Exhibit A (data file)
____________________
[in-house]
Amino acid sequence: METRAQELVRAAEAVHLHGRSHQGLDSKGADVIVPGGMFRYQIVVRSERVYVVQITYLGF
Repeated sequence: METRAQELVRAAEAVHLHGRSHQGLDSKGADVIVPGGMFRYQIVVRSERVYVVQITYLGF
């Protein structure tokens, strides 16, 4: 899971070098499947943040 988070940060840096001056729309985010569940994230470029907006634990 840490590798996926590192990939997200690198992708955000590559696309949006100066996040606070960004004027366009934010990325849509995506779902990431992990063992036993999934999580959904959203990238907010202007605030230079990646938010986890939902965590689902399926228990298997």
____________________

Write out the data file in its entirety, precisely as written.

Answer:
[in-house]
Amino acid sequence: METRAQELVRAAEAVHLHGRSHQGLDSKGADVIVPGGMFRYQIVVRSERVYVVQITYLGF
Repeated sequence: METRAQELVRAAEAVHLHGRSHQGLDSKGADVIVPGGMFRYQIVVRSERVYVVQITYLGF
């Protein structure tokens, strides 16, 4: 899971070098499947943040 988070940060840096001056729309985010569940994230470029907006634990 840490590798996926590192990939997200690198992708955000590559696309949006100066996040606070960004004027366009934010990325849509995506779902990431992990063992036993999934999580959904959203990238907010202007605030230079990646938010986890939902965590689902399926228990298997």